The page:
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Akshara Sivakumar breaks down the common misperceptions with regard to the status of women during the Mughal period and offers a well-rounded view on the same.

Mainstream Mughal historians, while investigating Mughal history, often tend to gravitate towards niches such as politics, economy and warfare. Little has been said regarding the socio-cultural aspects of Mughal life, especially with reference to women and gender studies. This article seeks to delve into the lives of Mughal women and explore what conventional Mughal historians incorrectly portrayed about the famed royal women in the Mughal era.

The portrayal of Harems by Historians

Linguistically, the word harem originates from the Arabic haram, parts of a house which men cannot visit. More specifically, it refers to the women’s quarters. Being a forbidden place, the harem naturally became an aspect of curiosity and rumour.

An initial account of the Mughal harem was provided by a historian of the name K.S. Lal via his book The Mughal Harem. While this account was the first formally published study of harems, it was not always historically accurate. According to Karuna Sharma, Lal’s interpretation of the harem reduces it to “a sequestered and exotic place where women served men (and their sexual needs).”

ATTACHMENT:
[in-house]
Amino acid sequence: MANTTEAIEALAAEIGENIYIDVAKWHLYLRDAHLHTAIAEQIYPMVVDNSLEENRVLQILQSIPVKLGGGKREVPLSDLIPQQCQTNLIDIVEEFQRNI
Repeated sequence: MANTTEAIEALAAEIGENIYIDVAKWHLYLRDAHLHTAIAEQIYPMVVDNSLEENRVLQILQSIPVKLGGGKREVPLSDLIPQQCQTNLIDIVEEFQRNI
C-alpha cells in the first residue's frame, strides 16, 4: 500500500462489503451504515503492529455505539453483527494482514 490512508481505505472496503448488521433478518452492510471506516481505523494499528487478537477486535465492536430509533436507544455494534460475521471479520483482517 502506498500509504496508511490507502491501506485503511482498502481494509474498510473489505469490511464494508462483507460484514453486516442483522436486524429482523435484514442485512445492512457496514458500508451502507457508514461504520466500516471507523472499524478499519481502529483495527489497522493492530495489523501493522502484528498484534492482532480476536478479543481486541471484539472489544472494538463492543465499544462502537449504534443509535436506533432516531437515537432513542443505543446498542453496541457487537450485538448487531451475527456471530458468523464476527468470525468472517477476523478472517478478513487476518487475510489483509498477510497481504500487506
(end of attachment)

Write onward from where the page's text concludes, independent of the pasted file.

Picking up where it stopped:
Ruby Lal, a prominent Mughal historian, further goes on to say, “What we have here is the portrait of a sexualized, secluded, feminine domain (albeit not for the “old and ailing”), centrally premised on a crude principle of sensual pleasure that was supposed to regulate the “private” lives of imperial men and women.”

Ruby Lal identifies this pattern again in R. Nath’s Private Lives of the Mughals (1994), where he claimed: “By a routine estimate, he (Jahangir) had nearly 300 young and beautiful women attached to his bed, an incomprehensible figure in the modern age. This shows his over-indulgence in sex and his excessive engagement in the harem [sic].” She also comments, “This received image of Mughal private life has been powerful in blinding historians to the density and variation of domestic life projected in the contemporary records, such as Gulbadan Banu Begum’s Ahval-i Humayun Badshah…. The extracts from Gulbadan’s memoir reveal a harem far different from that commonly presented to us.”

It is no doubt that male historians like K.S. Lal and R. Nath condense the harem into a place of fulfillment for the Badshah’s sexual needs and desires, where “sex orgies dominated” and women were constantly jealous of one another in attempts to attract the emperor’s attention. This description completely ignores the harem for what it actually was – “a vibrant space, fraught with tension and contestations for power” , where not men, but women held authority and command.

Gulbadan Begum, Gender Relations and Feminism